We’ve all heard the advice. Whether you’re blogging, tweeting, or writing a letter, shorter is better. Right?
But it is possible to be too brief.
The fish monger looked up proudly at his new hand-painted sign. “Fresh fish sold here,” it proclaimed.
A friend tapped him on the shoulder. “Nice sign, but it shouldn’t say ‘fresh’”, he advised. “That makes people think about the possibility that it…might not be.”
The fish monger took his paintbrush and painted over the “fresh.”
Another friend asked, “Why does it say ‘here’? Where else would you be selling it?”
The fish monger painted out the word “here.”
“Sold?” asked a third friend. “Does anybody think you give your fish for free?”
One more swipe of the brush removed the “sold”.
A fourth friend scoffed, “Why say ‘fish’? You can smell them a mile away!”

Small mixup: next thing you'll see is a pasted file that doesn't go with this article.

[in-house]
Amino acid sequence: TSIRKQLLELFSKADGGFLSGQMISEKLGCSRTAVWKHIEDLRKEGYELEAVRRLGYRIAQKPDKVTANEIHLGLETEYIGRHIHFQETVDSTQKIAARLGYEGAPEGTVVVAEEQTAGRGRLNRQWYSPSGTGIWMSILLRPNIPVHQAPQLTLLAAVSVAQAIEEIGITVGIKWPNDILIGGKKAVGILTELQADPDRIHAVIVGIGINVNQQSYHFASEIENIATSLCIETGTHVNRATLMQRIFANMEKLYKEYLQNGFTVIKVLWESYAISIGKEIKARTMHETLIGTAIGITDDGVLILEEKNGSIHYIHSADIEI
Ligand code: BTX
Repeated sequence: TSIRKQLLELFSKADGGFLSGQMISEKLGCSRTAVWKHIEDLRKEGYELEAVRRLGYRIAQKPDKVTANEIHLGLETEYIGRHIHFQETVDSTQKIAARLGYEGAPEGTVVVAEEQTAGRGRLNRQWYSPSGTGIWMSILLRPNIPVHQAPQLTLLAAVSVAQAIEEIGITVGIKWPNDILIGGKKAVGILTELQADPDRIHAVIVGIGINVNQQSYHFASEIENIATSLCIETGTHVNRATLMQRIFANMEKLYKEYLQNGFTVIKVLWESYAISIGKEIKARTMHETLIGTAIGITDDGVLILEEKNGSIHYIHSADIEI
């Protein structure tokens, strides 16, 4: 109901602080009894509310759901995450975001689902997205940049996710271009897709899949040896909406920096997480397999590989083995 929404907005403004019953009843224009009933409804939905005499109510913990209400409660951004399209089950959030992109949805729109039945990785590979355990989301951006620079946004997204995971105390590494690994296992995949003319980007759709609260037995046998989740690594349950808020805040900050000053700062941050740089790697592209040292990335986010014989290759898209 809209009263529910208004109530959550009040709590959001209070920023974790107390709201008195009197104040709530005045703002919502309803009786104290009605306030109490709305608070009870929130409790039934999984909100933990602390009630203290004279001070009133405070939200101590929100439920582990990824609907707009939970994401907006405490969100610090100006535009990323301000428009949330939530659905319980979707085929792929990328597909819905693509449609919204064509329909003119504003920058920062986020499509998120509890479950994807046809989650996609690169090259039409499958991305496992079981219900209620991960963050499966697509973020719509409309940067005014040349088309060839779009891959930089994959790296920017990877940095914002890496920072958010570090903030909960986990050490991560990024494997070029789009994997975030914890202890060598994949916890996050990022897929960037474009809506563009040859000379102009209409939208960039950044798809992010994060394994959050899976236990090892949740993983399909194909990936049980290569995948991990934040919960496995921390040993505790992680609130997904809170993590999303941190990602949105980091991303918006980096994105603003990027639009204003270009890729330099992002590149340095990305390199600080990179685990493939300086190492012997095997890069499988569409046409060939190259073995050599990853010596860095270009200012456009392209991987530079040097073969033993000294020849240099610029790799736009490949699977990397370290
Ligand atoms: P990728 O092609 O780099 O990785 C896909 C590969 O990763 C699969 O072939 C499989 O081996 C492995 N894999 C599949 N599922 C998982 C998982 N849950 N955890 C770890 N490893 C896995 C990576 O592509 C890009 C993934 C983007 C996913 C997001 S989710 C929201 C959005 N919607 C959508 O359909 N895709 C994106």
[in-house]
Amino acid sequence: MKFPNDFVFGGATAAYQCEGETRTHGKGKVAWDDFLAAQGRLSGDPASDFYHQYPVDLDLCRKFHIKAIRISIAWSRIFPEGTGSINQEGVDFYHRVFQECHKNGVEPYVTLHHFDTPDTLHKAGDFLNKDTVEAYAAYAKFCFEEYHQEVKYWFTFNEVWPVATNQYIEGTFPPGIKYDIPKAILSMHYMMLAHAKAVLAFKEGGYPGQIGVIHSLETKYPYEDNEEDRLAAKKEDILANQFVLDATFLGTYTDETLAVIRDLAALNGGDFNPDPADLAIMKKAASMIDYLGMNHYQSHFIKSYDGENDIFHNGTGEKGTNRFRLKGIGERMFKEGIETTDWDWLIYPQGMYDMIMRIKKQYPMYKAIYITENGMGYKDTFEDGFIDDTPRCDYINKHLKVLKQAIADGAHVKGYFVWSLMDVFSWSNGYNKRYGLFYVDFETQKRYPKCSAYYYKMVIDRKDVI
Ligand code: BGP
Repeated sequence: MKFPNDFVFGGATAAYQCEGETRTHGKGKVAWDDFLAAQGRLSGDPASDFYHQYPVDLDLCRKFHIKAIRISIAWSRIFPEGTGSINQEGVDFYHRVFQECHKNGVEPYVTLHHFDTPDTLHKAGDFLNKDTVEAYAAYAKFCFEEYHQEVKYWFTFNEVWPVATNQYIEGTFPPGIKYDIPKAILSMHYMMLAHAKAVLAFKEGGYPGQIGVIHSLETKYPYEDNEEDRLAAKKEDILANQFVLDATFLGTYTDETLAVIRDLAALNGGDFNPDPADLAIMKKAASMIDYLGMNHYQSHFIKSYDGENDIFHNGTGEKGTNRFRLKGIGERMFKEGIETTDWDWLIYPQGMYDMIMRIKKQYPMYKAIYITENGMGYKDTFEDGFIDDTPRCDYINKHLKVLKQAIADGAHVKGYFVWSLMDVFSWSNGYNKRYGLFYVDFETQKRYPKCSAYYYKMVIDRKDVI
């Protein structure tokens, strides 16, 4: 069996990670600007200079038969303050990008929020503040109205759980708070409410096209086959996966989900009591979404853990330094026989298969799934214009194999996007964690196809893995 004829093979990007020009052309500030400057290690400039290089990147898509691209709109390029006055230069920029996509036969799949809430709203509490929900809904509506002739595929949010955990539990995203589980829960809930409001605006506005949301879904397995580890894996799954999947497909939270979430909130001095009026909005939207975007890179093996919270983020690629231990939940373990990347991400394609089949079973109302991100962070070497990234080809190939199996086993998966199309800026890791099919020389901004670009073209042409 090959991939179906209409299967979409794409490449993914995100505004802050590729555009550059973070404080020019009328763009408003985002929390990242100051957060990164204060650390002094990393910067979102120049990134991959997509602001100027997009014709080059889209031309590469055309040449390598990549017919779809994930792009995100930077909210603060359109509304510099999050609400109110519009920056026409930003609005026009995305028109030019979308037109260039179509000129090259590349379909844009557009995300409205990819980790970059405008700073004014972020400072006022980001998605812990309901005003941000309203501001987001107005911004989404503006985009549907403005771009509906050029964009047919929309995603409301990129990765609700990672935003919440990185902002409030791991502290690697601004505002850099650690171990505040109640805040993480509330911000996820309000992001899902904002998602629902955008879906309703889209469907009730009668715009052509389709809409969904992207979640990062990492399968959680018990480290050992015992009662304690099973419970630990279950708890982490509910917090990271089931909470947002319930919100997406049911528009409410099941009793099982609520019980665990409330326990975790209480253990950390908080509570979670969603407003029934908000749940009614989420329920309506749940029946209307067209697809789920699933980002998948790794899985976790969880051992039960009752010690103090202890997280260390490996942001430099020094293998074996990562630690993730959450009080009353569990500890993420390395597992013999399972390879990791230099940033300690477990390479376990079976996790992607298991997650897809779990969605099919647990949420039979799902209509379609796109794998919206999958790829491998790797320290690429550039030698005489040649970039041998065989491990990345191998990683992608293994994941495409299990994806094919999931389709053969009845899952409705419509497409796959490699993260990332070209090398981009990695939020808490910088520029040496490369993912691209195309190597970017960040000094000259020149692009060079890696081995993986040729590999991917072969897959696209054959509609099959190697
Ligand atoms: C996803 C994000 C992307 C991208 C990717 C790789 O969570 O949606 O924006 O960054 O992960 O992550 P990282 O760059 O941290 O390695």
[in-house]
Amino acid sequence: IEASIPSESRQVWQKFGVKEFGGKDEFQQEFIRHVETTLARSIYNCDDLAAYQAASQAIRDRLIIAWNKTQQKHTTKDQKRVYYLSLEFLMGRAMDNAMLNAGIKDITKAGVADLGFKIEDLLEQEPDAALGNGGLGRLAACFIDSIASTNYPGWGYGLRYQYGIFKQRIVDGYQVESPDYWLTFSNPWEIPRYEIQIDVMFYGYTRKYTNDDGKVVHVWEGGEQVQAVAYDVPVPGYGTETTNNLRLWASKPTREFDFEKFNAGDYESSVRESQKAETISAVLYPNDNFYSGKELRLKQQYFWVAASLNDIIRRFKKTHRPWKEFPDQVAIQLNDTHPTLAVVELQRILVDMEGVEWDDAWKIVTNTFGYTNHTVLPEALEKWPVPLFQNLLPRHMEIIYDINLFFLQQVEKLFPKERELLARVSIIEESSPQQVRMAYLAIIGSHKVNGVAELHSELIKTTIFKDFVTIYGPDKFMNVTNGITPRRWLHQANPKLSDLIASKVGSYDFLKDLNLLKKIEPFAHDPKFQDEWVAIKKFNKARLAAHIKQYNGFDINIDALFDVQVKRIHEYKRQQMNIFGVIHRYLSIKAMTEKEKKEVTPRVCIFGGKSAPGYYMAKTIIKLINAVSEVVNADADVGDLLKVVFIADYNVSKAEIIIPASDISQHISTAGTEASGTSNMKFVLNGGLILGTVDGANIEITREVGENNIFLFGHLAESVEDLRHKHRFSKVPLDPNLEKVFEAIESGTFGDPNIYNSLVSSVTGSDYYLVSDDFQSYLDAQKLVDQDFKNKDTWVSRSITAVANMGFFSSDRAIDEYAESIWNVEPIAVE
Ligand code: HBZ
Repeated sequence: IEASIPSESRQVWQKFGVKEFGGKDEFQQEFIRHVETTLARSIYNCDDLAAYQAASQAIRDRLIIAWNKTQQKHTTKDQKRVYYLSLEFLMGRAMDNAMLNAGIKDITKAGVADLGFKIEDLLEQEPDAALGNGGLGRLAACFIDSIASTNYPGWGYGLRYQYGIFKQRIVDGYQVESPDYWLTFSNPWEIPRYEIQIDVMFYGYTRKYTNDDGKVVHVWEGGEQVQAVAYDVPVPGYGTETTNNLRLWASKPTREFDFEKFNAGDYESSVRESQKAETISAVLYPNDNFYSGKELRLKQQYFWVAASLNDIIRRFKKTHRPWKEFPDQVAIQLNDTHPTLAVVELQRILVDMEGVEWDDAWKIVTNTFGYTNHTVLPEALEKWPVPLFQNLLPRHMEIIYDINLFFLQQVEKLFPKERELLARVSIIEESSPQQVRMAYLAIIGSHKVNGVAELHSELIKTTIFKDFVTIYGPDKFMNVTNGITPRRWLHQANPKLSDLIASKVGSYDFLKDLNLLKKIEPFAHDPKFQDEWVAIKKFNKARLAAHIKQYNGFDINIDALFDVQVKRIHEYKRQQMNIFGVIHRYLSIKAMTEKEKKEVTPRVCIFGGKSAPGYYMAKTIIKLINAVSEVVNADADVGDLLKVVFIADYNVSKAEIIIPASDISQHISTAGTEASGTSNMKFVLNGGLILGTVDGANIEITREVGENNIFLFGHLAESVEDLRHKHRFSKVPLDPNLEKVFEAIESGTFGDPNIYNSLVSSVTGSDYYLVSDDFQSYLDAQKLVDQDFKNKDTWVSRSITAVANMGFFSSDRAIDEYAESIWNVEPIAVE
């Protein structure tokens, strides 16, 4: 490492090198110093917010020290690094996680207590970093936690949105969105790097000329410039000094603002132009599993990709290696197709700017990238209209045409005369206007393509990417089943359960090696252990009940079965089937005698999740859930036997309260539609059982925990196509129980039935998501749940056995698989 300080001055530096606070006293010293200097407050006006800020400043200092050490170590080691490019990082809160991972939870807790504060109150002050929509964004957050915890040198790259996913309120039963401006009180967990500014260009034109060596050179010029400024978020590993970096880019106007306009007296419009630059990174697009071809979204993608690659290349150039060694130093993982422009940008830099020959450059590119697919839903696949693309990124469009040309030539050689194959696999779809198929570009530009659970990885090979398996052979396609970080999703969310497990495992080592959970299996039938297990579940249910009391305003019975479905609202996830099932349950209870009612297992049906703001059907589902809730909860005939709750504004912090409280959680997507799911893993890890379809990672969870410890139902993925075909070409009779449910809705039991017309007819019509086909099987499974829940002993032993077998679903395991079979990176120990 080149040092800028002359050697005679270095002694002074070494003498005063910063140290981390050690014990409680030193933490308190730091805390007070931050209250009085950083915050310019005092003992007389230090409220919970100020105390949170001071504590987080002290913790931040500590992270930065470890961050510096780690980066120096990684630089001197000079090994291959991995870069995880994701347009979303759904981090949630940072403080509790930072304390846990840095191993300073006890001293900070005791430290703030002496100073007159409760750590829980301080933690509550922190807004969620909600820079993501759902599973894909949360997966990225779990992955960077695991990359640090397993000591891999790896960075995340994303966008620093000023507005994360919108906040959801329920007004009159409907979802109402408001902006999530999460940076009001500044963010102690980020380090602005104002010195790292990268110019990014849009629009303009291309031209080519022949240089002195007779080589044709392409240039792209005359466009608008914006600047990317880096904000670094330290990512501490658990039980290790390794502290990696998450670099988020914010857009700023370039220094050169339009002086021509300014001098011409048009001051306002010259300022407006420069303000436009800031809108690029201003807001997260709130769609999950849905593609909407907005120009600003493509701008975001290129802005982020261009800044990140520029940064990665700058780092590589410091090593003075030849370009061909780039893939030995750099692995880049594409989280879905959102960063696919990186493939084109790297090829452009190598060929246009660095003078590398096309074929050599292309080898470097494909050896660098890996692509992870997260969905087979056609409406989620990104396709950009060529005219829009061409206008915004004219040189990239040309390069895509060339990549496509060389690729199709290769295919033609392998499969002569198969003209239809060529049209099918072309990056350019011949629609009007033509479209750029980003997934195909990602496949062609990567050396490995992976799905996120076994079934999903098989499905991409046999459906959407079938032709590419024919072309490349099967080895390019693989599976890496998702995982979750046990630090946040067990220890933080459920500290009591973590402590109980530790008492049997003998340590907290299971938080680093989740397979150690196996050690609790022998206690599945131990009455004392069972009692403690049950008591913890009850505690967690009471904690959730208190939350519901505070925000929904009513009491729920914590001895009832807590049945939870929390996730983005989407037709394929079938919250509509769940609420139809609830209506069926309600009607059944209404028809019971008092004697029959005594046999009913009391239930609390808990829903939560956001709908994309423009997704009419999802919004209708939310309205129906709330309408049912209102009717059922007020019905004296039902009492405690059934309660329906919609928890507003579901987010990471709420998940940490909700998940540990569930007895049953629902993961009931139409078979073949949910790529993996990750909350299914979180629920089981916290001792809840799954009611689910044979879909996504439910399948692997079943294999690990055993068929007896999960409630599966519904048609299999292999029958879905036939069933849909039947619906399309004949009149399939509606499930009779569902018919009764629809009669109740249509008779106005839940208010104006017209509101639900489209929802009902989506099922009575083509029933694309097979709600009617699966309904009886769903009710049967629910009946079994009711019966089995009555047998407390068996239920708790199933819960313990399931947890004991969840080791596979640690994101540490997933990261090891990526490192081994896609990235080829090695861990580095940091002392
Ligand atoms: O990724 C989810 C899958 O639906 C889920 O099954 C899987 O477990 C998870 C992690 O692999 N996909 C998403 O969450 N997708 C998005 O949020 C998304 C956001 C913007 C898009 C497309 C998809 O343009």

With a sigh, the fish monger raised his brush and painted out the last word.
Don’t take well-meaning advice that doesn’t fit what you’re trying to say. Go on as long as it takes to put your message across. No more…but no less.
About Dennis: Dennis Fischman is a Cause & Effective Associate who focuses on helping organisations win friends and get the support they need to do their excellent work. He is the author of the Communicate! Blog, and you can also follow him on Twitter. Contact Dennis here to discuss how your not for profit can more effectively communicate.